Italy has one of the most troubled economies in the EU. Businesses and individuals are buckling under confiscatory taxes that everyone is feverishly trying to dodge. Banks are stuffed with non-performing loans that have jumped 20% from a year ago. The economy is crumbling under an immense burden of government debt that, unlike Japan, Italy cannot slough off the easy way by devaluing its own currency and stirring up a big bout of inflation – because it doesn’t have its own currency.
Devaluation and inflation used to be Italy’s favorite methods of dealing with its economic problems. It went like this: Politicians made promises that they knew couldn’t be kept but that bought a lot of votes. When everything ground down as industries were getting hammered by competition from across the border, the government stirred up inflation, and then over some weekend, the lira would be devalued. It was bitter medicine. It was painful. It didn’t even cure anything. It impoverished the people. But it temporarily made Italy competitive with its neighbors once again.
Most recently, Italy devalued in 1990 and then again 1992 against the European Exchange Rate Mechanism, a predecessor to the euro. Having to take this bitter medicine time and again had made Italians the most eager to adopt the euro. The idea of a currency that would be out of reach of politicians and that would function as a reliable store of value, run by the Germans as if it were the mark, and in turn, keep politicians honest – all that seemed like paradise.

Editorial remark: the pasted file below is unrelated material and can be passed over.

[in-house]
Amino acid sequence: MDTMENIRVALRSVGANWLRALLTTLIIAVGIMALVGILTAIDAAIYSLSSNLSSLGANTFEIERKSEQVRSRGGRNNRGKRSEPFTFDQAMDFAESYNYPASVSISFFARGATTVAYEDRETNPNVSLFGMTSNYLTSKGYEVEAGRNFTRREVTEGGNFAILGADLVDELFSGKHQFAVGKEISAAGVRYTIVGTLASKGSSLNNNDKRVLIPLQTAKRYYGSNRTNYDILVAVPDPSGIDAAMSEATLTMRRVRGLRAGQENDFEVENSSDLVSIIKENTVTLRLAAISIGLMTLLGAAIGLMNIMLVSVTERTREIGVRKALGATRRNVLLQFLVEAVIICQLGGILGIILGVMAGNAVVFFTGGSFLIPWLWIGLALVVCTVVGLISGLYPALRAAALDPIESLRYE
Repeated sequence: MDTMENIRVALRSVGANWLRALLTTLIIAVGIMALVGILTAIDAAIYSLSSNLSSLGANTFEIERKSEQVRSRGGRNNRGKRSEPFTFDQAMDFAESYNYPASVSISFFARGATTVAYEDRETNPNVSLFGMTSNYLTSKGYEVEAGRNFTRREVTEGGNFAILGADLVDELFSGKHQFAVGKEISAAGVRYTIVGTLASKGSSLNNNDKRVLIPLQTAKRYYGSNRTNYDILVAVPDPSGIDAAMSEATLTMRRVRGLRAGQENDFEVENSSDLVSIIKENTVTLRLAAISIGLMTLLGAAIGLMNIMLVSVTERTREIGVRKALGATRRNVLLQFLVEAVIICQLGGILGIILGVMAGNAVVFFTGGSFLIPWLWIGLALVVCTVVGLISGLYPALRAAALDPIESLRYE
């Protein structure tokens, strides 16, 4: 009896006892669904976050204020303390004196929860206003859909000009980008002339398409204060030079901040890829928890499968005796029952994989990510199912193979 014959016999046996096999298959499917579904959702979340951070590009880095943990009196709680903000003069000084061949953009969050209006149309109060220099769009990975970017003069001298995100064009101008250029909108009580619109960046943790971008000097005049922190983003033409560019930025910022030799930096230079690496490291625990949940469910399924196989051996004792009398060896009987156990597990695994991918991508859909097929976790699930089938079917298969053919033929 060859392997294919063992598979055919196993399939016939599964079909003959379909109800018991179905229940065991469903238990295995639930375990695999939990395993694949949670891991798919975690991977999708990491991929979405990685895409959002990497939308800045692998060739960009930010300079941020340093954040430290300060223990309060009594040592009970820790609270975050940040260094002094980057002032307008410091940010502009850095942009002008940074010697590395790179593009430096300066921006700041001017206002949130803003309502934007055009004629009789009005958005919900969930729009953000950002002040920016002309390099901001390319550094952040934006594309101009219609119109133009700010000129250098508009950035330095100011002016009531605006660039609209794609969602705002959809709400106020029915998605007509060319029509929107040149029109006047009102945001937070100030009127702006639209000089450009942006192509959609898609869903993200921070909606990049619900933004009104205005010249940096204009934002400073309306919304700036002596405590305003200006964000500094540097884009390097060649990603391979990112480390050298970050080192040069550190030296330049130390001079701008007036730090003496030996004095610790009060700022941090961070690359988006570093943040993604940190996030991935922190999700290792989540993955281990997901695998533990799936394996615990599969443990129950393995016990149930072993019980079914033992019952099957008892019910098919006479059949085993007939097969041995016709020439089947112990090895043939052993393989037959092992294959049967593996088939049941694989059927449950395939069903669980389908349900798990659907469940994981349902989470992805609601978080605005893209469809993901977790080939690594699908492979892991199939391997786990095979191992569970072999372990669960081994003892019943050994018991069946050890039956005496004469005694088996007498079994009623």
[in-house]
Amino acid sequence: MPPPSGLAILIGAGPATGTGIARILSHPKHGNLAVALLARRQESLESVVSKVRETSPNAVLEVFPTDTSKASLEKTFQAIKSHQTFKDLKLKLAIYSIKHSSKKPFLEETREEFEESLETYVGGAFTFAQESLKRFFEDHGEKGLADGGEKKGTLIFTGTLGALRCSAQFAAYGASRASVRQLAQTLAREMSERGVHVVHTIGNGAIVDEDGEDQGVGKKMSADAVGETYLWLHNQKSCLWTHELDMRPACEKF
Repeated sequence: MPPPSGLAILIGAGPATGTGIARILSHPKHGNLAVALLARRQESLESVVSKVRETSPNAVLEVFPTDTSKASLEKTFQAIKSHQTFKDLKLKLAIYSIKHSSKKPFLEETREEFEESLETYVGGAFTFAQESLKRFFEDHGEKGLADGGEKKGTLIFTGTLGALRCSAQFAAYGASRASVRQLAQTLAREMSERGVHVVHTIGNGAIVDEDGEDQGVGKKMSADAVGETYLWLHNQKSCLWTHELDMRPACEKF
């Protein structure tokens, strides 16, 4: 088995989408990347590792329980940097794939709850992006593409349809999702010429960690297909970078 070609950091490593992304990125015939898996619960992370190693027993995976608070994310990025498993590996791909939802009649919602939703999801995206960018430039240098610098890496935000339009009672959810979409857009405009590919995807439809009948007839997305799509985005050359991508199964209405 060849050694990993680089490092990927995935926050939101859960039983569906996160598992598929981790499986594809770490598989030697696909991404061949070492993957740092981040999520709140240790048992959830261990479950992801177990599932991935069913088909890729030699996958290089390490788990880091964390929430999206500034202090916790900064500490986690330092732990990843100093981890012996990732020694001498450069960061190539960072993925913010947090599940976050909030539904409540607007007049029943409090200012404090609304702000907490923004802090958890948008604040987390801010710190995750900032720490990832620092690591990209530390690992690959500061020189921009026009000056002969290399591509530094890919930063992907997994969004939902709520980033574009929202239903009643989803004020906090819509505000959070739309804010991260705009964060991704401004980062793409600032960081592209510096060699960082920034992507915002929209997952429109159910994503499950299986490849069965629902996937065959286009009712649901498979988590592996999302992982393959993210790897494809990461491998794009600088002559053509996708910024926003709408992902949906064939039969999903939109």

But it just hasn’t kept Italian politicians honest.
Only this time, their favorite tools are gone. The economy is now a mess. Economic “growth” has been negative or zero for the last 13 quarters. And the country’s debt, no matter of how hard the government tries to fudge the numbers, just keeps ballooning.
So, on Friday, ratings agency Standard & Poor’s woke up and cut Italy’s sovereign credit rating to BBB–, just one notch above junk, which is the dreaded BB. It cited the economy’s perennial shrinkage and lousy competitiveness. The deteriorating economic fundamentals and a political unwillingness to address the deficit were making the mountain of public debt increasingly unsustainable.
The ECB has been busy doing “whatever it takes” to keep the cost of funding this wobbly construct as low as possible. It lowered its own benchmark interest rate to near zero. It instituted negative deposit rates, it’s contemplating a big round of QE, all to keep Italy (and some of its cohorts) afloat a little while longer.
The last time S&P struck out at Italy was in July 2013, when it knocked the credit rating down to BBB from BBB+. This is a slow tango that is falling further behind reality. Without the backdoor bailout from the ECB, which is run by Italian Mario Draghi, Italy would by now be discussing fashionable high-and-tight haircuts with its creditors.
And that would be a good thing for Italy – but no, wait….
These creditors include Italy’s largest banks who’ve been the dominant buyers of this crappy debt, with money they get from the ECB for free. It’s the easiest way to profit. Why even bother lending to struggling Italian companies? Hence the ECB’s guarantee on the Italian debt. It must not be allowed to blow up.
It just hasn’t done anything to solve Italy’s problems.
Yet Italy is a country of entrepreneurs and of vibrant small enterprises. Or was. Now these businesses are dying. “We are crushed by our country’s debt,” one of them told me. Read… Italy’s Crazy New Economy from Hell